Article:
At this point I'm wondering if they are really that rude as to not answer after I've reach out to them twice.  I also wonder if maybe they are embarrassed to have been "caught" lifting.  After reviewing their tree I can see I have a lot to offer them but if they don't have the comment sense to reply to my emails there is nothing I can do about it.

It's not the borrowing of the documents I have a problem with.  I do that myself.  But I never borrow without contacting the owner and letting them know we have a common ancestor and I am happy to share what information I have.

Monday, May 9, 2011

Musings on a Munday My Response to Genealogy Conferences - Selling the Goods

My response to Genealogy Conferences - Selling the Goods.

Exhibit Booths are a Gamble:  Gamble is Thomas' word, that I don't like at all, but I'll go with it.  Trade show exhibiting is like anything must research, prepare and practice.  Exhibiting is a discipline (Certified Trade Show Marketer) unto itself and must be approached as any other marketing channel by setting objectives and planning out your strategy.  It's only a gamble if you don't do your research and take the time to educate yourself.  
  • Why are you exhibiting?  Are you only looking for sales?  Do you need to perform product demos?  What about client relationships?  Face-to-face marketing at a trade show allows you to see 10, 20 or more current clients in one place.  There is real value in developing and maintaining client relationships. You need to calculate that into your return on investment for the trade show.
  • Inventory. I am still surprised when I enter an exhibit hall at a genealogy conference and see how much "stuff" is in the vendors booths.  In this day and age of "going green", shipping boxes and boxes of pamphlets, books and do-dads is, and should be, a thing of the past.  Put your products on a slide show and have it running on your laptop or iPad in the booth.  If you feel you must have samples in your booth, limit them to what is absolutely necessary.  Run a special on shipping if an attendee orders from you ten days before, during and ten days after the show. That should help to alleviate any resistance to not having the product in their hands at the show.
  • You should be advertising that you are exhibiting at a conference in the months leading up to it and the conference management should be assisting you with this.  Look at their media kit and sponsorship opportunities.  Ask for an email template that you can use to send out to your current customer base.  Use social media channels to promote your attendance, LinkedIn is a good avenue for pre-show marketing.  If you don't feel you can't afford to advertise or purchase a sponsorship, see if you can co-op with another vendor that is not in direct competition with you.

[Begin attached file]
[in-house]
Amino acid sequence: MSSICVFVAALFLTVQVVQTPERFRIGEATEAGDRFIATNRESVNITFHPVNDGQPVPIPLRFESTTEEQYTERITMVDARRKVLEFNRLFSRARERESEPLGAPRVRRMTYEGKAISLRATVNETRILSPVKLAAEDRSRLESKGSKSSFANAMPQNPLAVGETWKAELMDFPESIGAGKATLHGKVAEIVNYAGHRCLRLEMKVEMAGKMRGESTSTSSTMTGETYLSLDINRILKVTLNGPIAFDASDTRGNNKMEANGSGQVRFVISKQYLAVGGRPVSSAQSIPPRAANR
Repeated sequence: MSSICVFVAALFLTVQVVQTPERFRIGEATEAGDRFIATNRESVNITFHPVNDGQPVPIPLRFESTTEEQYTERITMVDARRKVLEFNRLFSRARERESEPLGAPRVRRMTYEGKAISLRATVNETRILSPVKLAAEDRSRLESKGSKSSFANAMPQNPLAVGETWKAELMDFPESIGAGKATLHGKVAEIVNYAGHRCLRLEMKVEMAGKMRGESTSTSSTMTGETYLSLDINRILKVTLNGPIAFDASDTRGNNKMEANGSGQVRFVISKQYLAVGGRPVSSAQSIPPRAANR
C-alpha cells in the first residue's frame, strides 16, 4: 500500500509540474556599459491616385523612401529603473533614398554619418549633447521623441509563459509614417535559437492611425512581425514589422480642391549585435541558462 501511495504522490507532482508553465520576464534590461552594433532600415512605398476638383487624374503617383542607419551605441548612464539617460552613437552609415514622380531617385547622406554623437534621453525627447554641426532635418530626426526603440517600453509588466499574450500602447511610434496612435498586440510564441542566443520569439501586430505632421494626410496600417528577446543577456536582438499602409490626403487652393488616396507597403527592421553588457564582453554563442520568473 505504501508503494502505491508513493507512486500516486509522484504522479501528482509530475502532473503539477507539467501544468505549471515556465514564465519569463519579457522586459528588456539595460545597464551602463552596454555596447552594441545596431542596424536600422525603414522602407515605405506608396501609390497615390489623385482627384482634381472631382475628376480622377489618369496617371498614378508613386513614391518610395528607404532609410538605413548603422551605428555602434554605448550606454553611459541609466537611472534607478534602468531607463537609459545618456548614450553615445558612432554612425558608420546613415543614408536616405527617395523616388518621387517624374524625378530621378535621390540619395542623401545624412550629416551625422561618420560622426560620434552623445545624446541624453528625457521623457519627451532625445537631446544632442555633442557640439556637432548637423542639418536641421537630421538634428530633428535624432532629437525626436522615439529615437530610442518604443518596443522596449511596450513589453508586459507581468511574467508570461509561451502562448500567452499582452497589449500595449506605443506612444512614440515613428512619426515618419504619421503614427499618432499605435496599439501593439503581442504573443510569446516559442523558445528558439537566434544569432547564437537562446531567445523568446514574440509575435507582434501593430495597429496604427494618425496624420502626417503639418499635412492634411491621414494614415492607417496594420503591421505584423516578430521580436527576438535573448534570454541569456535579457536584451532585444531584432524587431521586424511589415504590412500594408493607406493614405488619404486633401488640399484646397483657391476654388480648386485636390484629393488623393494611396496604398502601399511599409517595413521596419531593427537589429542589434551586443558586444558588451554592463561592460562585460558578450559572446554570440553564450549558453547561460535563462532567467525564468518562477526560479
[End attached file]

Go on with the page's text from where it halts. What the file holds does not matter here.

• can not exhibit if you are not in the booth.  I realize many exhibitors go it solo.  Have you calculated the potential to make more sales if you have a second person with you?  You could be missing out on sales when you are away from the booth, but also while you are at the booth and helping others.  Attendees have a limited amount of time and may not wait around for you to finish talking to another customer.  If you truly can't afford a second person, have you asked the conference management for assistance?  Do they have volunteers that could, at a very minimum, keep your booth "open" while you go to get lunch?  Ask!
  • Booth appearance is critical!  As an exhibitor, you want to put the same effort into looking professional as you do in any other aspect of your work life.  Too much information is not helpful, it is harmful.  Project a clear, concise message as to what your product is and what it can do for the customer.  This can be done very economically with some thought and pre-planning.  Booth appearance guidelines should apply to the staff also.  Make sure everyone in the booth is clear about what their attire should be.